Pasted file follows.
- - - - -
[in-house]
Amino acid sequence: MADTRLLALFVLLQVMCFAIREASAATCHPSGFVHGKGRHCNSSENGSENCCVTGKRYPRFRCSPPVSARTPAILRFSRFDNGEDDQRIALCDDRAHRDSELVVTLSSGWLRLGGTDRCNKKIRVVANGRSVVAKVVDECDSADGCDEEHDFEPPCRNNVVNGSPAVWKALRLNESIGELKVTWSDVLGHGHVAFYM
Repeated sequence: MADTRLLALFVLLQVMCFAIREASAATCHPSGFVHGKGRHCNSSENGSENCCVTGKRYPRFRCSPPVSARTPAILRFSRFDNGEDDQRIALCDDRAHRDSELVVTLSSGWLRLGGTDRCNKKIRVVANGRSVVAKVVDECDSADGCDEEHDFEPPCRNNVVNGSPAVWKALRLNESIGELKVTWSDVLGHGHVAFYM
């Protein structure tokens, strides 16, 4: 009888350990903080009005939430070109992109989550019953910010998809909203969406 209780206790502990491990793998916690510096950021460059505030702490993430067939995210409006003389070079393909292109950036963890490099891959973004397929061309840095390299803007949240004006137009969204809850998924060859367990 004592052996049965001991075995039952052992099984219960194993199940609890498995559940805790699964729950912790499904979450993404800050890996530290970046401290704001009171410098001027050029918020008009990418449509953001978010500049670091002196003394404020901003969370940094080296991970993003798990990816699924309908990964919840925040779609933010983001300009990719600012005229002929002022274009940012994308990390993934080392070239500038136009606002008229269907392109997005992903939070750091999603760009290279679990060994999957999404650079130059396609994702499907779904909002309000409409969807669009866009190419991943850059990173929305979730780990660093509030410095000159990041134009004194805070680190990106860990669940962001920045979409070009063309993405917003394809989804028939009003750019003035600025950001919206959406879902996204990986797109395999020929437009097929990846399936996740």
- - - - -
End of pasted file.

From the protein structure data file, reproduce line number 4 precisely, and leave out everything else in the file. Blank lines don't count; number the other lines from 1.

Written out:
């Protein structure tokens, strides 16, 4: 009888350990903080009005939430070109992109989550019953910010998809909203969406 209780206790502990491990793998916690510096950021460059505030702490993430067939995210409006003389070079393909292109950036963890490099891959973004397929061309840095390299803007949240004006137009969204809850998924060859367990 004592052996049965001991075995039952052992099984219960194993199940609890498995559940805790699964729950912790499904979450993404800050890996530290970046401290704001009171410098001027050029918020008009990418449509953001978010500049670091002196003394404020901003969370940094080296991970993003798990990816699924309908990964919840925040779609933010983001300009990719600012005229002929002022274009940012994308990390993934080392070239500038136009606002008229269907392109997005992903939070750091999603760009290279679990060994999957999404650079130059396609994702499907779904909002309000409409969807669009866009190419991943850059990173929305979730780990660093509030410095000159990041134009004194805070680190990106860990669940962001920045979409070009063309993405917003394809989804028939009003750019003035600025950001919206959406879902996204990986797109395999020929437009097929990846399936996740």